Widows — 8/10

WIDOWS (2018, Steve McQueen)

Every bit the stern, straight-faced visual artist he’s been since before he became a film director, McQueen is the cool, slick ice cube inside a rye old-fashioned heist picture. He even makes sure to turn his villains into philistines. When Manning strolls through a house he points at a random book on a shelf: “I haven’t read that.” Mulligan Sr. calls Jr.’s painting “$50,000 wallpaper.” “It’s art.” “Wallpaper.” And in the movie’s second-best oner (I’ll get to the first in a moment), Daniel Kaluuya’s terrifying hitman asks two victims to start rapping — then McQueen’s camera takes the POV of a spot on a spinning record, as we whirl steadily around in a circle to listen to the raps (a location and image reminiscent of McQueen’s bravura video for Kanye’s “All Day”), before Kaluuya suddenly scratches the record and the camera stops for a bullet to the brain.

Villains equaling philistines is just one of the pet themes McQueen squeezes out of the pulp storyline. He’s also got his mind on class, race, and gender. As for the class, the best oner in the movie follows Colin Farrell’s Mulligan Jr. into his car but the camera stays latched to the hood, as we watch the neighborhood change during the travels from the 18th Ward campaign stop (surrounded by projects) to Mulligan’s beautiful upper class block filled with large, well-kept houses. For comparison, note how terribly Tom McCarthy flubbed this concept in SPOTLIGHT, and how perfectly McQueen executes it here. 

Race only became a major theme of McQueen’s since 12 YEARS A SLAVE, but here he weaves it into the fabric of modern Chicago; a tragic backstory for the Rawlings tells a too-familiar tale of white cops and law-abiding black citizens (and it serves a narrative purpose too — it explains why Veronica won’t go to the cops when Manning threatens her). The Mulligans are so casually bigoted that they don’t even notice the offense taken by their own black driver or constituents. And while the gender issues are more obvious, it’s great to see how Cynthia Erivo’s Belle uses her athletic skills (she learned to run by having to race to catch the bus) as a tool to help scout the Mulligan house and eventually pull off the heist. 

Hardly a shot or detail goes wasted in this well-oiled piston — even the cute voice-masking toys used by the little kids in act 2 play a key role in the act 3 heist. That doesn’t mean it all works, though: Michelle Rodriguez’s limited talents are acted off the screen by the towering work of Davis, Erivo, and Debicki. Debicki’s relationship with Lukas Haas’s David feels like a story that could have been its own movie (if Gillian Flynn really wanted to flesh it out) or part of Carey Mulligan’s arc in SHAME. But here it’s almost a blister on the skin. Still, this is the rare studio entertainment to drive right up the middle with fierce, grave, devastating weight to it and a gorgeous eye to guide it home. 

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Burning — 8/10

BURNING (2018, Lee Chang-dong)

Character defined by blocking as opposed to action; Jongsu is often alone in the frame when he’s in a scene with Ben and Haemi. Or he’s trapped in a window frame, a doorway, or a stable. Ben is always in smooth motion, always smiling, and connected to Haemi or his attractive possessions (car, clothes, etc.). Is there a difference?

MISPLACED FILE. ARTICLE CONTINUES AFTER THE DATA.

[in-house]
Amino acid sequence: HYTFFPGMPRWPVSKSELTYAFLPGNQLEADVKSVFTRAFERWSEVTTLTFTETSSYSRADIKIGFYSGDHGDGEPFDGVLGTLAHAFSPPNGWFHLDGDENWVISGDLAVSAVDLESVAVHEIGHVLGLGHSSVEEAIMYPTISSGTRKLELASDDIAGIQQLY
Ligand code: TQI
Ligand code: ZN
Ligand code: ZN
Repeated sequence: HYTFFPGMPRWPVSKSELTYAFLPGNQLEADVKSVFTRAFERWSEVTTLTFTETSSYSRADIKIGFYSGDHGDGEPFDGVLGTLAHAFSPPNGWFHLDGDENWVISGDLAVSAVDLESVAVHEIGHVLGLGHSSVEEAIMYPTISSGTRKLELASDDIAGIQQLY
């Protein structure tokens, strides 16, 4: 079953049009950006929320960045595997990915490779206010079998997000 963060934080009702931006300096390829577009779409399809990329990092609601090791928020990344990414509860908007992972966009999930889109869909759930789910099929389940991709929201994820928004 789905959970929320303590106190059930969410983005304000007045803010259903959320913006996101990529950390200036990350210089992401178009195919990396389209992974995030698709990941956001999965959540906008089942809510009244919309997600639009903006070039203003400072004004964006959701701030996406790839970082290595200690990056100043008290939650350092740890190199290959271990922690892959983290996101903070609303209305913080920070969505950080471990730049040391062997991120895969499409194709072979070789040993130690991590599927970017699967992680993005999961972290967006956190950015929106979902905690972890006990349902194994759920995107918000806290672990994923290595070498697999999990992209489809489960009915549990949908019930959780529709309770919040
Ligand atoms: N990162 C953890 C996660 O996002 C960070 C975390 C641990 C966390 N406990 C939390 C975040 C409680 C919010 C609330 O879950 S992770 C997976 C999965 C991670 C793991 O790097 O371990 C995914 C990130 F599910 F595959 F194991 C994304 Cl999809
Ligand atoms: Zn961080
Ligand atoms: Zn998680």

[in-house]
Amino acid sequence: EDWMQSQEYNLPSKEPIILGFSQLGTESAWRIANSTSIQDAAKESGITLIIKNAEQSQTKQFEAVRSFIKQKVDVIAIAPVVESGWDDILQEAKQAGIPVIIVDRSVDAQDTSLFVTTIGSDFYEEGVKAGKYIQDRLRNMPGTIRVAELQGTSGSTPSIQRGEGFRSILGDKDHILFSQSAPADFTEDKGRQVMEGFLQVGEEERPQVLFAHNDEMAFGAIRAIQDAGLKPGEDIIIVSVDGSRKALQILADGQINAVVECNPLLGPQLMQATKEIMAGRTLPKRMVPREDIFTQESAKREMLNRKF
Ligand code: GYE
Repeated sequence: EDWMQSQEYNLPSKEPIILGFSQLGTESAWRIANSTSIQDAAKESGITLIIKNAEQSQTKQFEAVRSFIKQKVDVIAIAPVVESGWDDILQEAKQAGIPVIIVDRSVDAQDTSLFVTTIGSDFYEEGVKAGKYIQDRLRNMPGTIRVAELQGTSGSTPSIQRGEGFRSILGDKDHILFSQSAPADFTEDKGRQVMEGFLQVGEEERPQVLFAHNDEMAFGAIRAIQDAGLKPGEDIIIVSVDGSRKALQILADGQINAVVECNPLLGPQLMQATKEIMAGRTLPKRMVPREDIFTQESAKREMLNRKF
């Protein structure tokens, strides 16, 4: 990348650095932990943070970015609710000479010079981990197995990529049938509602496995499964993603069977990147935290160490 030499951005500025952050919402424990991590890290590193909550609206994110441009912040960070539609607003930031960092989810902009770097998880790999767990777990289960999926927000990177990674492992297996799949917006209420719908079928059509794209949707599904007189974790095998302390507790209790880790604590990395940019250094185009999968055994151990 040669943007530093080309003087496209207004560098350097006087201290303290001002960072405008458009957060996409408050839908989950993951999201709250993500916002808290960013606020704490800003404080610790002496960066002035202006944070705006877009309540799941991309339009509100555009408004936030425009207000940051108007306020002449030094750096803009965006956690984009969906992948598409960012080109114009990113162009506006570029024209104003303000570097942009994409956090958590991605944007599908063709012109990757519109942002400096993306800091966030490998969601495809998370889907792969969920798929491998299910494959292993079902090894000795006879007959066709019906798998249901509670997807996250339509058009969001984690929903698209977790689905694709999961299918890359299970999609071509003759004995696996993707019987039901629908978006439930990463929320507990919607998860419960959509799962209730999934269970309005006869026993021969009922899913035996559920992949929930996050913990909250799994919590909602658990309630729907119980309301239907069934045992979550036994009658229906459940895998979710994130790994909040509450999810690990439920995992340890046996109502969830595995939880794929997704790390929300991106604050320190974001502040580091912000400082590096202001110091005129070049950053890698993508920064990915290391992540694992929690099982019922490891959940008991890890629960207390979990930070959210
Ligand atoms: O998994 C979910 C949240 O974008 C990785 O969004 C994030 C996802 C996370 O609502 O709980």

For her part, Haemi is a beautifully, subtly realized character who avoids all the pitfalls of a potential manic pixie dream girl. She’s always revealing her own depressive insecurities — talks herself into a sobbing wreck detailing how she wants to disappear (which serves as both a premonition and a confession); not to mention she lives in a cramped studio apartment that only gets sunlight once a day. “You have to get lucky to see it.”

Identity is something to aspire for, not to claim: “I’m not a writer, I’m just trying to write.” “Do you want to be an actress?” “Do you know how hard that is?” “What do you do?” “This and that. I play.”

All of this existentialist hand-wringing pays off when the thriller elements boil into focus, and Jongsu does start to take action. And in a late shot that recalls the final image of Mike Leigh’s NAKED, he drives further and further away from a burning flame, but it’s visible through the window no matter how far he gets. Formally confident and audacious, aesthetically gripping, this is one of the best films of the year.

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Halloween — 7/10

HALLOWEEN (2018, David Gordon Green)

Trying to recapture the note-perfect magic of John Carpenter’s 1978 masterpiece is a fool’s errand, as all of its pathetic sequels and reboots have proven over the years. That film was a one-of-a-kind shooting star — it used its micro-budget in its favor, it had the great fortune of boasting a director who was also a maestro musical composer, and it was the first and most original entry in a genre that hasn’t quit for 40 years. Anything that apes it comes off like a faded carbon copy. So why does Green’s sequel work so well? Because it’s the first movie in the franchise to be *about* something.

Don’t get me wrong, it doesn’t work that well. As a shock machine it leaves a lot to be desired (there were better jump-scares in the trailers before the movie started), and aside from Curtis it won’t sniff at any acting awards. But Green’s heart is in a different place — rather than trying to one-up the sheer evil of the original, Green has made a movie that contemplates the cycle of violence, and the contagious effect that evil has both throughout space and down generations.

The three Strode women begin the movie as fractured as they could possibly be (granddaughter isn’t forthcoming to mom, and mom lies to granddaughter and totally dismisses/shuts out grandma Laurie), but end as bonded as you’ll ever see — side by side by side, as Green’s camera drifts from Laurie to Karen to Allyson, then down to the butcher knife in Allyson’s hand. Freeze frame, I got it, I’m gone.

They’re drawn to each other by force and subconscious, and the only thing different is how time has turned the victim into the stalker. One brilliant moment echoes the scene in Carpenter’s original where Laurie is in the corner desk at school looking out at Michael creeping on her through the window. Now it’s Laurie’s granddaughter in the exact same seat, but it’s Laurie doing the stalking. In 1978 it was Michael who fell to the front lawn from the second story and got up; in 2018 it’s Laurie. These evils leave their mark. We do not emerge from trauma unscathed.